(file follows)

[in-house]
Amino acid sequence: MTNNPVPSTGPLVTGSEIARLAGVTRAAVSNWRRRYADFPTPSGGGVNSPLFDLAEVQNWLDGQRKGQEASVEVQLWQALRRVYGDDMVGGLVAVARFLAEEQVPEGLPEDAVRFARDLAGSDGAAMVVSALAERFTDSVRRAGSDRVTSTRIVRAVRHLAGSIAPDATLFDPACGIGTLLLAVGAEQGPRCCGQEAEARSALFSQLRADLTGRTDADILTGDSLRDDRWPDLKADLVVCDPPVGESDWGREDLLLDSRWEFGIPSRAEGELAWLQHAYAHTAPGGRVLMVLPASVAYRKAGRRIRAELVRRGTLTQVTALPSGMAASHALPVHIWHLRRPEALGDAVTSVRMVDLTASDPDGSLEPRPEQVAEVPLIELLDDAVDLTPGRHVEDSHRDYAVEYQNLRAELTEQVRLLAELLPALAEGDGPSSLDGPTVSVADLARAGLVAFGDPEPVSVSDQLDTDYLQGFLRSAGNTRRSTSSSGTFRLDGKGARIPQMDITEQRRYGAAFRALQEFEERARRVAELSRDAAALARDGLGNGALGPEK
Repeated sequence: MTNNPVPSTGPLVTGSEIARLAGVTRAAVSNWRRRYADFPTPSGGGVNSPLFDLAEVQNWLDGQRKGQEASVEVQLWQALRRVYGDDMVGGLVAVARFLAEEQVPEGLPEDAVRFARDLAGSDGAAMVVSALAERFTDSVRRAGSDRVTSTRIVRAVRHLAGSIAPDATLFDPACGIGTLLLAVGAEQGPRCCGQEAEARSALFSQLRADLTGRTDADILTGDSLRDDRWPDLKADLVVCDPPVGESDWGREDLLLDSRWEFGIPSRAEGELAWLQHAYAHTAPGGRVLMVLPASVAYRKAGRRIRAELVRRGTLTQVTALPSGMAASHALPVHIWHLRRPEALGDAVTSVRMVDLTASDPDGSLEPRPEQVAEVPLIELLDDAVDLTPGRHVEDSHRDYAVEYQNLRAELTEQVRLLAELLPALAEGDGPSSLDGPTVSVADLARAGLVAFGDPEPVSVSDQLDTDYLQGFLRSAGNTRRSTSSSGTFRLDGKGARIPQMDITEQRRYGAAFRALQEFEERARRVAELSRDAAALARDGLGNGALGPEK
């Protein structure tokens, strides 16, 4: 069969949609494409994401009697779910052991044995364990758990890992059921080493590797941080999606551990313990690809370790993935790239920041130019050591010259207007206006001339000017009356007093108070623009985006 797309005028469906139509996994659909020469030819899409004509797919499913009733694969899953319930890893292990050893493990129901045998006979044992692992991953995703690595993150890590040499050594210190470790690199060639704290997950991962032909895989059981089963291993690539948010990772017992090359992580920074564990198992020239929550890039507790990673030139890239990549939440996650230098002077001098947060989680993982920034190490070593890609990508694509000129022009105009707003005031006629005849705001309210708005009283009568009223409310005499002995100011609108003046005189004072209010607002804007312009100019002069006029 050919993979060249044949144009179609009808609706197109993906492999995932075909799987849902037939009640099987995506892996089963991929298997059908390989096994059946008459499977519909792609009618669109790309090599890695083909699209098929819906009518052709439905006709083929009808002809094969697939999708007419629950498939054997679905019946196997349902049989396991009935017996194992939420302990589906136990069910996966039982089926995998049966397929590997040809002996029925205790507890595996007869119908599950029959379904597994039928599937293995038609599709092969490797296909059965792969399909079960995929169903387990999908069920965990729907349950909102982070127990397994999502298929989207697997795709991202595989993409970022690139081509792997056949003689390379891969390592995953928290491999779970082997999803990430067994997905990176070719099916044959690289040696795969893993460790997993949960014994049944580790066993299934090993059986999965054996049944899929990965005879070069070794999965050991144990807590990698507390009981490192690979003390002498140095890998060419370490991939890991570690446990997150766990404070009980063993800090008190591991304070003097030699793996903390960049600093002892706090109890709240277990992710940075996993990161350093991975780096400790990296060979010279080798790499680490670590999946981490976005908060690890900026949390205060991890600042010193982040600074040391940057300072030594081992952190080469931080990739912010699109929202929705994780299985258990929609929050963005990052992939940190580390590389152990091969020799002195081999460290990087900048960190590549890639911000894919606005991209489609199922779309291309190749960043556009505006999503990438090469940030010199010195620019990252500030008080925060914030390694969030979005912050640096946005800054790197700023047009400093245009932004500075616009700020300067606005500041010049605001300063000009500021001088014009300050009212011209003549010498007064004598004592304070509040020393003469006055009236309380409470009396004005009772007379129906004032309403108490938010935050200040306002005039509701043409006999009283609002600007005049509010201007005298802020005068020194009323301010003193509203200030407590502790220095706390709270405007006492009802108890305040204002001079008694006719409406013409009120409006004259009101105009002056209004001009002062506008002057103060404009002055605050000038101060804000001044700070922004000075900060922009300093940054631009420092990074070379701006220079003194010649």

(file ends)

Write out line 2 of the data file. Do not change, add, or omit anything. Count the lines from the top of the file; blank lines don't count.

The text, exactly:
Amino acid sequence: MTNNPVPSTGPLVTGSEIARLAGVTRAAVSNWRRRYADFPTPSGGGVNSPLFDLAEVQNWLDGQRKGQEASVEVQLWQALRRVYGDDMVGGLVAVARFLAEEQVPEGLPEDAVRFARDLAGSDGAAMVVSALAERFTDSVRRAGSDRVTSTRIVRAVRHLAGSIAPDATLFDPACGIGTLLLAVGAEQGPRCCGQEAEARSALFSQLRADLTGRTDADILTGDSLRDDRWPDLKADLVVCDPPVGESDWGREDLLLDSRWEFGIPSRAEGELAWLQHAYAHTAPGGRVLMVLPASVAYRKAGRRIRAELVRRGTLTQVTALPSGMAASHALPVHIWHLRRPEALGDAVTSVRMVDLTASDPDGSLEPRPEQVAEVPLIELLDDAVDLTPGRHVEDSHRDYAVEYQNLRAELTEQVRLLAELLPALAEGDGPSSLDGPTVSVADLARAGLVAFGDPEPVSVSDQLDTDYLQGFLRSAGNTRRSTSSSGTFRLDGKGARIPQMDITEQRRYGAAFRALQEFEERARRVAELSRDAAALARDGLGNGALGPEK